Catasauqua Press

Tuesday, September 25, 2018
Press photos by Paul CmilChristopher Black reads the Declaration of Independence at the George Taylor House, Lehigh and Poplar streets, Catasauqua, July 4. Several Loyalists disapprove of this act of treason against the king. Press photos by Paul CmilChristopher Black reads the Declaration of Independence at the George Taylor House, Lehigh and Poplar streets, Catasauqua, July 4. Several Loyalists disapprove of this act of treason against the king.
Payton and her sister Jordan Arifaj take a break to pose in their patriotic outfits. Payton signed her pledge as a Patriot. Payton and her sister Jordan Arifaj take a break to pose in their patriotic outfits. Payton signed her pledge as a Patriot.
Press photos by Paul CmilLisa Knoll signs her Loyalist card to the approval of those supporting the king. Press photos by Paul CmilLisa Knoll signs her Loyalist card to the approval of those supporting the king.
Catasauqua native Gunnery Sgt. Kenneth Serfass presents his Marine Corps Antebellum Band for the reading of the Declaration of Independence July 4 at the George Taylor House, Catasauqua. Catasauqua native Gunnery Sgt. Kenneth Serfass presents his Marine Corps Antebellum Band for the reading of the Declaration of Independence July 4 at the George Taylor House, Catasauqua.

Catty celebrates Fourth of July

Wednesday, July 11, 2018 by Paul Cmil Special to The Press in Local News

Declaration of Independence read, band plays at George Taylor House

The July 4 reading of the Declaration of Independence at the George Taylor House, Lehigh and Poplar streets, Catasauqua, has grown from a simple recitation to a dynamic portrayal of the event by Christopher Black and the Bachmann Players.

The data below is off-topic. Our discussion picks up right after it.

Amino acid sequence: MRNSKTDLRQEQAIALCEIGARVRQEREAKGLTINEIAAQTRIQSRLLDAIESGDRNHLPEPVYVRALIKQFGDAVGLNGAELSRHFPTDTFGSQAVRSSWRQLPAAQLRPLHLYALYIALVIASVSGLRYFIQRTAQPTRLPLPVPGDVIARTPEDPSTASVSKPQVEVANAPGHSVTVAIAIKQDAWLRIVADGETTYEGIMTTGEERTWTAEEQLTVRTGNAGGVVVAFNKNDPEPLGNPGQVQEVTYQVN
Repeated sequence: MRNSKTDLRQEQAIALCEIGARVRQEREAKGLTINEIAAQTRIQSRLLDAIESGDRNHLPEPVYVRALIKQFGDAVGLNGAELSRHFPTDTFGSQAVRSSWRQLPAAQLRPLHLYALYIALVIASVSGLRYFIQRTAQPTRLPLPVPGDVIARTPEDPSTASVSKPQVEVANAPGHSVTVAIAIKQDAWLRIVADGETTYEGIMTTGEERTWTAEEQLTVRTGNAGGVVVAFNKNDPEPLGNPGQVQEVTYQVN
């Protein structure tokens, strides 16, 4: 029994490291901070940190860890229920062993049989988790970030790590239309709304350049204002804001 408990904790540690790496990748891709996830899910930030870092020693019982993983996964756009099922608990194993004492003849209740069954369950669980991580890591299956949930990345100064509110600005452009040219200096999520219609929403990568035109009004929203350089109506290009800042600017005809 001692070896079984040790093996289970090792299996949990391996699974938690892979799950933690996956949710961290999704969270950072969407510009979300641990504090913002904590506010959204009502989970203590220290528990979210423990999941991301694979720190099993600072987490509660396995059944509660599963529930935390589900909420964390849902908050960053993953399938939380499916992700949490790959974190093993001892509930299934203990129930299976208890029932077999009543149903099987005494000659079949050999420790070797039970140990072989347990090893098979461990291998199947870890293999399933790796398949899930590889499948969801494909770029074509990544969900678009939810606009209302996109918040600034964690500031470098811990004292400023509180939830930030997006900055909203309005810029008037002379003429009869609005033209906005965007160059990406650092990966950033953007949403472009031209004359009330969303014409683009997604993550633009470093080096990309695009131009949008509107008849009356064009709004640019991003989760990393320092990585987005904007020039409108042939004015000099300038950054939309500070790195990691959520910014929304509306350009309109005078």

Actors, dressed in period costume, portrayed the Tories and the Patriots with the Loyalists crying treason at each paragraph. It is fun and entertaining.

Audiences are held in rapt attention. What is sometimes overlooked is the logic and the reasoning behind why the declaration was written. It is celebrated because the American forefathers stood up to the British, because the British unnecessarily burdened the people with taxes without consent, because the British took to American homes to quarter troops without compensatory payment and because the British did not allow the laws passed in the new world to be enforced.

It is especially noticeable that a document written almost 250 years ago is still celebrated today.

Catasauqua American Legion Post 215 provided the traditional rifle salute, and the continental militia exercised its muskets. Gunnery Sgt. Kenneth Serfass brought his Marine Corps Antebellum Band to play patriotic tunes.

At this ceremony, just like the one in 1776, you had to make a choice — Loyalist or Patriot. You signed a paper declaring your choice, which would serve as your passport to patriotic gatherings.

The weather was hot and humid just like at the first reading those many years ago.

The latest addition to the festivities, welcome on a hot humid day, is cool alcoholic refreshments at Taylor House Brewing Company, across from the George Taylor House. They had food at the event as well.